The Best Laid Schemes


My GP diagnosed the problem as a pinched nerve, likely caused by use of the STS machine that had forced my spinal column and vertebrae into a position they had not been in in years.

The title of this column is taken from a line in Robert Burns’ 1786 poem “To a Mouse” that reads “The best laid schemes of mice and men often go awry.” Truer words were never spoken when describing my experience using the Sit-to-Stand (STS) machine featured in March’s non-Pulitzer-prize-winning column “My Physical Therapist and the ‘Iron Maiden.’”

As I explained in my March column, the STS machine uses hydraulics to allow a disabled individual who cannot walk to stand nearly upright. A strap-like sling is affixed to the user’s lower back and another sling is placed beneath the user’s buttocks. Eyelets at the end of both slings are then attached to one of three bolt-like appendages connected to each arm of the machine. The user’s feet are placed in specific areas on the bottom plate of the device, and his or her knees are placed in contoured plastic guards that face the user’s legs as he or she prepares to stand. The hydraulic motor then slowly lifts the user into an upright position, and the slings and knee guards work to force him or her to stand and support their full weight. As the user slowly stands, the eyelets on the ends of the slings are placed on other bolt-like appendages, forcing the user to stand more and more erect. Photos of the gizmo appear in last month’s column.


I used the STS machine twice a week, sometimes more, for a couple of months, figuring it could be my salvation. Although uncomfortable to the point of being painful, it forced me to use muscles I hadn’t used for 25 years. I was also told the machine was good for my leg bone density, which surely must have suffered from sitting in a wheelchair for so many years.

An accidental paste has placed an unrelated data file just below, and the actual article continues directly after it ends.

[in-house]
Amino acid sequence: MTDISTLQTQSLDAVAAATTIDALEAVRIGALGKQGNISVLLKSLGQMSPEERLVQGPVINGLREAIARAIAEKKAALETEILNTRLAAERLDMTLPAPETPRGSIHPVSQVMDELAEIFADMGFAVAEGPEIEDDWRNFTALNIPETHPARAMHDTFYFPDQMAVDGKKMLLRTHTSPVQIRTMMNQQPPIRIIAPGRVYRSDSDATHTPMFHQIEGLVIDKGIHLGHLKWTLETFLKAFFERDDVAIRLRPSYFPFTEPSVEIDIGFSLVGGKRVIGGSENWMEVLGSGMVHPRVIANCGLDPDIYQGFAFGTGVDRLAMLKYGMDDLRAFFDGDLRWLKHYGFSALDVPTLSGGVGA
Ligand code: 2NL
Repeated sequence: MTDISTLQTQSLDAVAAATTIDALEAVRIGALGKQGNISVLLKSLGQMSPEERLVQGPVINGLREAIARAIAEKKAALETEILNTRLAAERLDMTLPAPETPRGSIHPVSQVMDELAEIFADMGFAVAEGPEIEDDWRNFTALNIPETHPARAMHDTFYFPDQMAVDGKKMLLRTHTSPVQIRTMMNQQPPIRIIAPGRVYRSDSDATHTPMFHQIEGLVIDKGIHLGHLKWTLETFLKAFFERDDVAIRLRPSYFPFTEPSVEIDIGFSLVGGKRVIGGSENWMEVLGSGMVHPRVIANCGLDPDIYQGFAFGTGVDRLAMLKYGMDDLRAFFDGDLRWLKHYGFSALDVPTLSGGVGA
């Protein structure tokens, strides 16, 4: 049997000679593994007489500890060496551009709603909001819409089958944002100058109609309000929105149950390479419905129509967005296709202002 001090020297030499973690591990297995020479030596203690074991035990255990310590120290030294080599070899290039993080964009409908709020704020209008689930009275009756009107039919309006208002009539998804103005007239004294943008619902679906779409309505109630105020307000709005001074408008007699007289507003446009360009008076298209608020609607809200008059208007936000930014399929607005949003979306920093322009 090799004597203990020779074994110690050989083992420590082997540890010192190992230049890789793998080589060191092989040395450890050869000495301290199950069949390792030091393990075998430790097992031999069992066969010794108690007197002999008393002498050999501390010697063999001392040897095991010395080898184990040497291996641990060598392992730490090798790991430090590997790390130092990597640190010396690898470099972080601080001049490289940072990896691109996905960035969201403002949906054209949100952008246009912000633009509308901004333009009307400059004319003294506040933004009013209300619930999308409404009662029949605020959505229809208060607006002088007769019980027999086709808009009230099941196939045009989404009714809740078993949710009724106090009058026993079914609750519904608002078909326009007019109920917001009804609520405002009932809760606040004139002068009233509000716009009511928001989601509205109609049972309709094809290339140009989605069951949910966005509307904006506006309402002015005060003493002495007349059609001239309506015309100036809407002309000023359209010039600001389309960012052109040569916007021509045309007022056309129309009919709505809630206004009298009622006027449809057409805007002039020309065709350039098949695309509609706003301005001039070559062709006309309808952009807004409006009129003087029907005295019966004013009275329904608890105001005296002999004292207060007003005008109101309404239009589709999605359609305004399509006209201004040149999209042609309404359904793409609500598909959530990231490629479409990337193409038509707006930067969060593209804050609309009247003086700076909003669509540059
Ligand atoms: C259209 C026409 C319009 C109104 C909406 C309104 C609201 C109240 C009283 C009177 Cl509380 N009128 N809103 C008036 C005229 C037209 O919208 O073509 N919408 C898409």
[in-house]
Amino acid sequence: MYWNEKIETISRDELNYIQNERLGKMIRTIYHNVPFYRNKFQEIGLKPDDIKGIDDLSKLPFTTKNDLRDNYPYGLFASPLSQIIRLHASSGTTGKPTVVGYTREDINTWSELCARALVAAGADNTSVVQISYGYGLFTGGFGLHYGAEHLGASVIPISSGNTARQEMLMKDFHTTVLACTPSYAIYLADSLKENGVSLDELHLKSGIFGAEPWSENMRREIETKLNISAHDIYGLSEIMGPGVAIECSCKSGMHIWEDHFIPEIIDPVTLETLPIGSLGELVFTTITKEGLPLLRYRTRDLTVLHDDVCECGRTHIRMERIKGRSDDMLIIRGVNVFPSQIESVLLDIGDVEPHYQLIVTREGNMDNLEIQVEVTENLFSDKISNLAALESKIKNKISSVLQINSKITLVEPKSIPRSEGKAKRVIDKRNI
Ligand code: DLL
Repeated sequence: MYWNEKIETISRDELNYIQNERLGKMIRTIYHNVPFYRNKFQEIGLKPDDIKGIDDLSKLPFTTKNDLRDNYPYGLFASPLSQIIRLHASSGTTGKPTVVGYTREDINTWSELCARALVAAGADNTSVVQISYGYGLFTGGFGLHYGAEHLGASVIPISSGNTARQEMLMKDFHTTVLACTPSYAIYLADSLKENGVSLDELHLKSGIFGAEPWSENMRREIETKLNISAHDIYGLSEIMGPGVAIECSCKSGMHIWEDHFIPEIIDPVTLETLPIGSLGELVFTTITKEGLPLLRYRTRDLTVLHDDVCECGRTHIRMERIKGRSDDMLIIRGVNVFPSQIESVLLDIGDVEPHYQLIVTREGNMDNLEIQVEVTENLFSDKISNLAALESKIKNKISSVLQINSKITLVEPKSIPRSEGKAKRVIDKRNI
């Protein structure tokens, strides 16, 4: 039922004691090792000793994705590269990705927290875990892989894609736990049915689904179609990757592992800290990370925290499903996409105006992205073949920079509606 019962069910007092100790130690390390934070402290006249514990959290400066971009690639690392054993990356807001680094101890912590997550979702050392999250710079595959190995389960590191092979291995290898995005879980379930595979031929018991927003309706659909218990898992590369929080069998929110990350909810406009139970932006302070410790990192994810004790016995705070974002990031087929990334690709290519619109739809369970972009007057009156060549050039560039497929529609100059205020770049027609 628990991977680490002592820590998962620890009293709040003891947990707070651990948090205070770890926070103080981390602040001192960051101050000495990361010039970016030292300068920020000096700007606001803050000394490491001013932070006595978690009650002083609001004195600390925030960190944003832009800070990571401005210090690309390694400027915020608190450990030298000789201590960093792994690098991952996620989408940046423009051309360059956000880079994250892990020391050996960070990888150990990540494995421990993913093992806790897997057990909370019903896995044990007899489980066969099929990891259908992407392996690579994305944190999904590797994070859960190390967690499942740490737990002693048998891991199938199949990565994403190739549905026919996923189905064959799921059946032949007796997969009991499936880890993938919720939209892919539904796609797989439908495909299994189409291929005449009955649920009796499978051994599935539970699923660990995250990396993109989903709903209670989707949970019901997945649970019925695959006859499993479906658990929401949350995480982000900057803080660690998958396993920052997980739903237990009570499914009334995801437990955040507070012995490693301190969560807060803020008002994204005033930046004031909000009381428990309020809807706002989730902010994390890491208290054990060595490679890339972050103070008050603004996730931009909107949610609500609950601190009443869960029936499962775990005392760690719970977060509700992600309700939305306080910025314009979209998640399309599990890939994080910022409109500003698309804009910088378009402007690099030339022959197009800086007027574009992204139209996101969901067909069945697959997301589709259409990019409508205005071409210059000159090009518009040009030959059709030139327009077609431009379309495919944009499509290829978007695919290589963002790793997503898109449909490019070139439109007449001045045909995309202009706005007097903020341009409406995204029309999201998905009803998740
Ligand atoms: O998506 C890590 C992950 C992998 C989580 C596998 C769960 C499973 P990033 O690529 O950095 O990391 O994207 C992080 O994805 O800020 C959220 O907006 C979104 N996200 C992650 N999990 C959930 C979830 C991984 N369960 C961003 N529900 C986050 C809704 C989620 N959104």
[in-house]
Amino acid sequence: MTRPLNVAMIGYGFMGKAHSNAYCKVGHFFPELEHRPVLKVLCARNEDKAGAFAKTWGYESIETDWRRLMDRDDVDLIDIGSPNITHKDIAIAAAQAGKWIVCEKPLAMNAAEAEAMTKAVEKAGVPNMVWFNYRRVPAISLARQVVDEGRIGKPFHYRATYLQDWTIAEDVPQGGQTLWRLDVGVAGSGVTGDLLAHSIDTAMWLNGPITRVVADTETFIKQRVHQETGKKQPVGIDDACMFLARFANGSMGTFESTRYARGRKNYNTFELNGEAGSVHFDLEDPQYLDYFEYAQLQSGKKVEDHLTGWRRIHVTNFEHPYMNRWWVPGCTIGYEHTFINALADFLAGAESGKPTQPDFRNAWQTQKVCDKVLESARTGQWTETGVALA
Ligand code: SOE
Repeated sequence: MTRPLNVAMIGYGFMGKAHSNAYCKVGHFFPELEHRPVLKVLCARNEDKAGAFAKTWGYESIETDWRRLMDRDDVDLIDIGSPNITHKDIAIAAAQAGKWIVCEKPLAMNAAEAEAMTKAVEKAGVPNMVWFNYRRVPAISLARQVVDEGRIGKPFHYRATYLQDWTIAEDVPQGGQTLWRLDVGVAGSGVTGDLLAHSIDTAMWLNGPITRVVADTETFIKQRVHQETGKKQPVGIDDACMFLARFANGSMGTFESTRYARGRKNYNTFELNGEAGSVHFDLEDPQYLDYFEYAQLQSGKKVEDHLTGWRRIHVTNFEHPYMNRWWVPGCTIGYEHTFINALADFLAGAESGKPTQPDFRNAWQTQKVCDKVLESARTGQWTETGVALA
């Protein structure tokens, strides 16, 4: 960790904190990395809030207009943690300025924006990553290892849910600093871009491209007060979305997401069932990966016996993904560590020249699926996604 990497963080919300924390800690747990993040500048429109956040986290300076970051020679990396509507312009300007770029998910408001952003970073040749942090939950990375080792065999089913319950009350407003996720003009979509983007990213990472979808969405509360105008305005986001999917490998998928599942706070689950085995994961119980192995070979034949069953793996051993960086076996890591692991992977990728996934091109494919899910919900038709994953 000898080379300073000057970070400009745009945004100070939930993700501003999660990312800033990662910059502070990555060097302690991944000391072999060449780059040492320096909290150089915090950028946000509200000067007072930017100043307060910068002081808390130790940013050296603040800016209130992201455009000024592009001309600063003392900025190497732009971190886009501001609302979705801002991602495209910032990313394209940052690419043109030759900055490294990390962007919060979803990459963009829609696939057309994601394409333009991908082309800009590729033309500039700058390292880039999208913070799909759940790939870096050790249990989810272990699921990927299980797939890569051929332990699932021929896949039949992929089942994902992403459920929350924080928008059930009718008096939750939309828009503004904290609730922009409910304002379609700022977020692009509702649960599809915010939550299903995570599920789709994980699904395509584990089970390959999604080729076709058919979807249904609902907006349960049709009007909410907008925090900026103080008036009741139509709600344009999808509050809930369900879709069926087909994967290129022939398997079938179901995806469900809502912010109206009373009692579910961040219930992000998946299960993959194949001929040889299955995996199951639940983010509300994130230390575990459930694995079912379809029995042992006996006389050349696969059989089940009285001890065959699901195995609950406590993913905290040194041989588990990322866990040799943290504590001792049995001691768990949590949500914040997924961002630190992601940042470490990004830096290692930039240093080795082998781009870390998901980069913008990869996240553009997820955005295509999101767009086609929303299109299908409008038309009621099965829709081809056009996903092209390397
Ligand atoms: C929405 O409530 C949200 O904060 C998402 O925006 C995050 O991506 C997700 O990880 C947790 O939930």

By using the STS machine, I hoped that I might be able to build up my leg muscles to the point that, with the aid of parallel bars, I might be able to take a few steps. And, if I were able to take a few steps, with a little determination, I might be able to take a few more, and so on and so on. Hey, you never know. It was, I thought, worth a try.


About two weeks ago, I awoke with a terrible pain in my left hand. Because of the pain, I couldn’t use the hand to grasp anything. At first I thought it might be caused by my MS which, in the past, had caused many different and sometime bizarre types of aches and pains in my body. But my neurologist said it didn’t sound like MS to him chiefly because the pain was intermittent and would dissipate after about 10 minutes, only to recur more intensely a few minutes later. The neurologist recommended I see my general practitioner.

My GP diagnosed the problem as a pinched nerve, likely caused by use of the STS machine that had forced my spinal column and vertebrae into a position they had not been in in years.


The doctors tell me the effects of the pinched nerve can be eliminated through physical therapy. He also tells me that I shouldn’t abandon my use of the STS machine.•

This column has a simple purpose, but a difficult goal: discuss issues that affect the lives, well being and state of mind of those who must live and cope with a disability and do so in a humorous way whenever possible. This isn’t an easy thing to do, since there’s certainly nothing funny or humorous about being disabled, or in the difficulties and obstacles that those with chronic disabilities  encounter daily. However, I’ve personally found that humor has to a great extent helped me cope with my disability (I’ve had Multiple Sclerosis for 45 years and use a wheelchair), and I hope this column helps others in the disability community do so as well.

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